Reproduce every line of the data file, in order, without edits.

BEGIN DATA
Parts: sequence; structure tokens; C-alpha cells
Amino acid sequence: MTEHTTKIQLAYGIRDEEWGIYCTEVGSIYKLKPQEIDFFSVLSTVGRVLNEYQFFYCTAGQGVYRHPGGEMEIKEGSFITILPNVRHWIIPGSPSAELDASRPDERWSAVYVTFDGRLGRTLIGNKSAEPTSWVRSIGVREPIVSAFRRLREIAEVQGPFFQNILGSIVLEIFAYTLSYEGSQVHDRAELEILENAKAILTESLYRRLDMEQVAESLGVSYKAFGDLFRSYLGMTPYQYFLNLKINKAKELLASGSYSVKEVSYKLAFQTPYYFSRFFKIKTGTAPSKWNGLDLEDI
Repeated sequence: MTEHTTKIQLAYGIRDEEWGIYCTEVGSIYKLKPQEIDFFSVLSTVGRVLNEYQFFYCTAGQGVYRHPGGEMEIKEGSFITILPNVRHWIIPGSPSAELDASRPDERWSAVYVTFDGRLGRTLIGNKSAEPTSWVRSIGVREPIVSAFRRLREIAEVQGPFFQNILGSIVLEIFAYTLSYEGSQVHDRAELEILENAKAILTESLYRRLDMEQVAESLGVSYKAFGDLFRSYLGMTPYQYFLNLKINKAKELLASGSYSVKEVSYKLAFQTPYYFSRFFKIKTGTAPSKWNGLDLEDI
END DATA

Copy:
Parts: sequence; structure tokens; C-alpha cells
Amino acid sequence: MTEHTTKIQLAYGIRDEEWGIYCTEVGSIYKLKPQEIDFFSVLSTVGRVLNEYQFFYCTAGQGVYRHPGGEMEIKEGSFITILPNVRHWIIPGSPSAELDASRPDERWSAVYVTFDGRLGRTLIGNKSAEPTSWVRSIGVREPIVSAFRRLREIAEVQGPFFQNILGSIVLEIFAYTLSYEGSQVHDRAELEILENAKAILTESLYRRLDMEQVAESLGVSYKAFGDLFRSYLGMTPYQYFLNLKINKAKELLASGSYSVKEVSYKLAFQTPYYFSRFFKIKTGTAPSKWNGLDLEDI
Repeated sequence: MTEHTTKIQLAYGIRDEEWGIYCTEVGSIYKLKPQEIDFFSVLSTVGRVLNEYQFFYCTAGQGVYRHPGGEMEIKEGSFITILPNVRHWIIPGSPSAELDASRPDERWSAVYVTFDGRLGRTLIGNKSAEPTSWVRSIGVREPIVSAFRRLREIAEVQGPFFQNILGSIVLEIFAYTLSYEGSQVHDRAELEILENAKAILTESLYRRLDMEQVAESLGVSYKAFGDLFRSYLGMTPYQYFLNLKINKAKELLASGSYSVKEVSYKLAFQTPYYFSRFFKIKTGTAPSKWNGLDLEDI